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On Exchange: Global Health Student Jaspreet Nannar in Norway

MSc Global Health program student Jaspreet Nannar

MSc Global Health program student Jaspreet Nannar on exchange in Norway


February 28, 2018

When MSc Global Health student Jaspreet Nannar learned about the program’s international exchange to University College of Southeast Norway (USN), she jumped at the opportunity. “It offered a chance to step outside my comfort zone and embrace a different culture,” explains Nannar, who has been living and studying in Tønsberg since January.

Made possible by funding from a High North program grant, the area of concentration on offer at USN – Global transitions within local communities. Small places, big changes – focuses on issues including migrant populations, the welfare state, and challenges in local communities. And Nannar says it has opened her eyes to global health problems she had not previously explored.

Prior to starting the global health program, Nannar completed an Honours BSc in McMaster’s Life Sciences program, with a minor in Economics. She then worked at the Canadian Food Inspection Agency in Ottawa, where she focused on the growing global crisis of antimicrobial resistance, working as an intern and an analyst.

Since arriving in Norway, she has had the opportunity develop an understanding of other critical global health problems and the underlying factors that lead to disparities in terms of health care.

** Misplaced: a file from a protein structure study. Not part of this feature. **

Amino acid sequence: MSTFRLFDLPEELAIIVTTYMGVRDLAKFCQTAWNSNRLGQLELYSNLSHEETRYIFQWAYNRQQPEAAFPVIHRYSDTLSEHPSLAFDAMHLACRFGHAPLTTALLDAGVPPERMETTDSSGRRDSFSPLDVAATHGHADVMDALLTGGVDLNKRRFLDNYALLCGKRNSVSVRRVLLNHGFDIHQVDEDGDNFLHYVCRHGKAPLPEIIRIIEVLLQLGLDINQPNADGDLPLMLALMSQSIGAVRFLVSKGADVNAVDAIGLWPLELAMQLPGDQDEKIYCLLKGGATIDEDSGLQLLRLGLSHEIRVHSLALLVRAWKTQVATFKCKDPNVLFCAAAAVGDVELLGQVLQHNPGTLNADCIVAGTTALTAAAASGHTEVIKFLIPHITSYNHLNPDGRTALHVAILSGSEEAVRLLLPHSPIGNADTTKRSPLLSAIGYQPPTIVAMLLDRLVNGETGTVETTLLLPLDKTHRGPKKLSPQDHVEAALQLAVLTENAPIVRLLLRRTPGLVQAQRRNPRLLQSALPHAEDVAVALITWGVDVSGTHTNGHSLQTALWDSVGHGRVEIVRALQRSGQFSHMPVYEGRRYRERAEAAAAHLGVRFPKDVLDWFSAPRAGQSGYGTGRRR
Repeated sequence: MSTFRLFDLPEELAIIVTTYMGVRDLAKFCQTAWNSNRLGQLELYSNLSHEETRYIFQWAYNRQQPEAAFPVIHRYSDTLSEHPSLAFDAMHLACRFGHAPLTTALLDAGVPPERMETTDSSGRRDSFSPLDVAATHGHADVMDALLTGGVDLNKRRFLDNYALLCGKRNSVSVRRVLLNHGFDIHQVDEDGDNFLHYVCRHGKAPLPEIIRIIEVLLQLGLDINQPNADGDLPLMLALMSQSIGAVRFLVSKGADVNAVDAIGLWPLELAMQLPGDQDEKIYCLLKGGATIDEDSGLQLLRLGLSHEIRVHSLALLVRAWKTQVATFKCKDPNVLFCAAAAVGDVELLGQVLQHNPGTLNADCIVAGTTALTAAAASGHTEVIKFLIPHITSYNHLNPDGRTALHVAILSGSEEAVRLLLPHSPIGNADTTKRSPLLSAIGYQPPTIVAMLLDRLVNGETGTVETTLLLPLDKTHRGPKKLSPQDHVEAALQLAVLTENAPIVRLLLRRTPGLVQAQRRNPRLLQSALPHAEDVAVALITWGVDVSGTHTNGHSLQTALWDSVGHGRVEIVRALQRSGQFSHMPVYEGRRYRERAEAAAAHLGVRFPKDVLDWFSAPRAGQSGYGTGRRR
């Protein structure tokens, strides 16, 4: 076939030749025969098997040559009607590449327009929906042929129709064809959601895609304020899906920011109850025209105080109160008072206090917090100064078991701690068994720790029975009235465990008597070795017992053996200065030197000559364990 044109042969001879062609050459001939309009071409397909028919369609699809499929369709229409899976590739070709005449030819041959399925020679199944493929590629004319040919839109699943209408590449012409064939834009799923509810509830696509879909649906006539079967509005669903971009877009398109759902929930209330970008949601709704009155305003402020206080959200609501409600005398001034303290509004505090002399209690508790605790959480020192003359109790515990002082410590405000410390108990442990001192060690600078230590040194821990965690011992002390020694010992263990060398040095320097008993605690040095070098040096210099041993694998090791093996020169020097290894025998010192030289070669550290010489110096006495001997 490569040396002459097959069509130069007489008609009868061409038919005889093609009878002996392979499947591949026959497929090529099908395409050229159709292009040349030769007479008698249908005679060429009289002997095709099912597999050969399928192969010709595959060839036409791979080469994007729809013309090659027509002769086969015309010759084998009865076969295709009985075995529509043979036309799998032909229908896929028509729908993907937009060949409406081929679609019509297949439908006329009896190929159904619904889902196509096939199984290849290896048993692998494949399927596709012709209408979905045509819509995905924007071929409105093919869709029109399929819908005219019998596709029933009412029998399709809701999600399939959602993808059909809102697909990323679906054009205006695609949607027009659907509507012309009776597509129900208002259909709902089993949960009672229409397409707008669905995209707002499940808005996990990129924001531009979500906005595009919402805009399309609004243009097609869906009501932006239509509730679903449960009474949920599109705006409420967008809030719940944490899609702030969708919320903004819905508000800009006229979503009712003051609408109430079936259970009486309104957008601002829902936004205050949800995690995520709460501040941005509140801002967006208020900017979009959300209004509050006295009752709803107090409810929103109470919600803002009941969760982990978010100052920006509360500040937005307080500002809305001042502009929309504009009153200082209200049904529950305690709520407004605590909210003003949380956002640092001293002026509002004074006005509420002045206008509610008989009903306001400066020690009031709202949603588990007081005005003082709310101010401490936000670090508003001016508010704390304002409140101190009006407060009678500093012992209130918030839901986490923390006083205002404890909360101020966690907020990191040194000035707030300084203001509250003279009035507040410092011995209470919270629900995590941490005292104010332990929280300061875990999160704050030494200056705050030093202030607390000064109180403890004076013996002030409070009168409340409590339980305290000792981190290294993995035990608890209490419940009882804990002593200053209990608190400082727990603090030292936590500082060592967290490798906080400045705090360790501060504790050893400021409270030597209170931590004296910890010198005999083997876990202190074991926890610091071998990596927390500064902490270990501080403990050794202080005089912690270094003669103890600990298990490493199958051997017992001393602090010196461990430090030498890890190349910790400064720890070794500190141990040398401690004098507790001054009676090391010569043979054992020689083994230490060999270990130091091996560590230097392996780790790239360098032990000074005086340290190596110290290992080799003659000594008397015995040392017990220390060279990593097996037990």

“Coming from a science background, I’ve always had a technical perspective on issues concerning healthcare,” Nannar explains. “But I’ve learned to take a holistic approach to critically appraise global health concerns, and I’ve realized the importance of also considering the socio-cultural factors that may influence patients’ choices,” she says.

For her final project this term, Nannar will be examining a local challenge faced by a migrant population. Her group will travel to Oslo to visit a reception center, where they will interview health professionals about the specific health challenges faced by pregnant asylum seekers from Eritrea in East Africa.

“I hope to use the knowledge I’ve gained over the course of this semester to provide care to marginalized communities and further develop my understanding of the underlying factors that lead to disparities,” Nannar says.

Aside from her academic learning, highlights of the exchange have included the opportunity to learn a new language, and a visit to Tromsø in northern Norway, where she travelled with a group of peers. “We watched the northern lights dancing in the sky, and it was one of those moments you’ll remember for a lifetime,” says Nannar.

She credits the exchange with helping her strengthen her skills in communication and teamwork, having worked with students from Norway, Germany, Netherlands and Ireland.

Looking to her future after graduation, Nannar hopes to attend medical school and one day practice medicine at an international level with Doctors without Borders.